How can late-cut silage be used most efficiently?

Farmers who have made autumn silage in September should test its quality now to know exactly where they stand ahead of the approaching winter, according to cattle specialist Karen Dukelow.

Dukelow, who works in Teagasc’s Moorepark facility in Fermoy, Co. Cork, was speaking on the issue of fodder shortages alongside deputy president of the Irish Creamery Milk Suppliers’ Association (ICMSA) Lorcan McCabe to presenter Claire Mc Cormack on the latest episode of FarmLand.

When asked what farmers should do with late-cut silage, the cattle specialist was clear.

“The obvious thing is to go and get that silage tested so that you know what DMD (Dry Matter Digestibility) it is, and then you can put the correct level of meal feeding with that – so get it tested is the first thing.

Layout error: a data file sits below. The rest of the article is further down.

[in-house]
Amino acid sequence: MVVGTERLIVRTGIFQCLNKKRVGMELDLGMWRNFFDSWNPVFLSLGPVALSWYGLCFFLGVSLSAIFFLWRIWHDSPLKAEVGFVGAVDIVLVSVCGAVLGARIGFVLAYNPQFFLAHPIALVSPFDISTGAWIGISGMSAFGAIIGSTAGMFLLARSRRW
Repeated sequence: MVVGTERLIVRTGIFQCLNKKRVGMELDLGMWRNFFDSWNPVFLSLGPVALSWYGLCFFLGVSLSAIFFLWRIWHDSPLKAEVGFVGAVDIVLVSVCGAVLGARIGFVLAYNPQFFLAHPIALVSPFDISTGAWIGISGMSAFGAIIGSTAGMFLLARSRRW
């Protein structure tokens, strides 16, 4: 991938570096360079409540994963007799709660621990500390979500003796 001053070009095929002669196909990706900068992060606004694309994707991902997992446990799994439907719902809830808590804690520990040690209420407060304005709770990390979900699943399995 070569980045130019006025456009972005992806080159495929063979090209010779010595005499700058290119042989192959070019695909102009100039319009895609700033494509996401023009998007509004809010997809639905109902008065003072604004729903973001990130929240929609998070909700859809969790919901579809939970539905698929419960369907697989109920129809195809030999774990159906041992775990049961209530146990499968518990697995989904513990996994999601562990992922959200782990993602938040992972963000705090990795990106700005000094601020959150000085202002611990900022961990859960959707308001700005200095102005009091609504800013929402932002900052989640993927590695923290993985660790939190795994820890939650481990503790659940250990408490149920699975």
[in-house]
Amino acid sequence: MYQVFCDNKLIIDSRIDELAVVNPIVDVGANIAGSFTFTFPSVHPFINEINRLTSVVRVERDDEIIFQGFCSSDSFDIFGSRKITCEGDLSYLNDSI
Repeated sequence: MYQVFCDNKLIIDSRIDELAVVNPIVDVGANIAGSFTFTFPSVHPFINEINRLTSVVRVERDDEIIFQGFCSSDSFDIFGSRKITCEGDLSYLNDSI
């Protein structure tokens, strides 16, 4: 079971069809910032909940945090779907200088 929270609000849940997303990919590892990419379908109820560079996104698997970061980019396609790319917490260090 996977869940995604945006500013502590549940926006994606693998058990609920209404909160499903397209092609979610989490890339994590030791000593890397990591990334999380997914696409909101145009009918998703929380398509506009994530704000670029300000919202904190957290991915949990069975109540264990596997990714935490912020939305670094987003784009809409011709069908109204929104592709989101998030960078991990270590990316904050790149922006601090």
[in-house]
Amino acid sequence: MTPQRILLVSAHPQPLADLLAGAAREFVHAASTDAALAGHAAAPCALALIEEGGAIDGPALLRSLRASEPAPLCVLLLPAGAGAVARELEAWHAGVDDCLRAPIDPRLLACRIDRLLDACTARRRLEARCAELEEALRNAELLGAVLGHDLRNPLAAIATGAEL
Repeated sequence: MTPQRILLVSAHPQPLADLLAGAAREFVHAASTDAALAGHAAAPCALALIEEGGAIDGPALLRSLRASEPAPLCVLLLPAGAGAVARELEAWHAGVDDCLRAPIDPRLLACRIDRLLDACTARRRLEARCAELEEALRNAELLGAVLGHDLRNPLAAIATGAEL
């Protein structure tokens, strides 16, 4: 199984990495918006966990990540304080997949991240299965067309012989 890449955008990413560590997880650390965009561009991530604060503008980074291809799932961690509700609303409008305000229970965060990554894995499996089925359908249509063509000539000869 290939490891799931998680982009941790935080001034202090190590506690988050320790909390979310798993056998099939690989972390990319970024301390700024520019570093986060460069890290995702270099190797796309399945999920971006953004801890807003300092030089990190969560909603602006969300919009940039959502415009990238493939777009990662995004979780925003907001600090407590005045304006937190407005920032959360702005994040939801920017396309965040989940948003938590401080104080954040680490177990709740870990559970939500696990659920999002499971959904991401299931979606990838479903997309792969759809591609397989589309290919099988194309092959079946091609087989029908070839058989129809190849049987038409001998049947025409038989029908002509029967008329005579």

“So go and do that now to get results; if it’s six weeks in the pit or in the bale you can get it tested.”

Dukelow also highlighted aspects that farmers should pay special heed to with late silage, outlining two areas of concern.

“Some of the stuff that was harvested in September may not have got a wilt; some of the later stuff did, and I would expect very good preservation with that, but some of the earlier stuff didn’t get a wilt.

It may have preservation issues due to high nitrates – so if I had that in my yard I’d be looking at feeding that earlier in the winter because it may not hold; it may not be the best product to hold.

Dukelow also commented on potential concerns with earlier silage made in first cuts.

“Concerns with some of the stuff cut earlier in the year would be that it went late, and is likely to have higher stem quantity in it, which means it needs higher meal feeding levels to get the same levels of performance.

“So if you’re somebody who’s used to cutting silage in the third week of May and it got pushed out to the middle of June, you are probably looking at feeding a couple of kilos of ration per head to weanlings and calved suckler cows, or maybe up to three kilos.

“But the first step is to get it tested so you know what you’re dealing with exactly,” Dukelow stressed.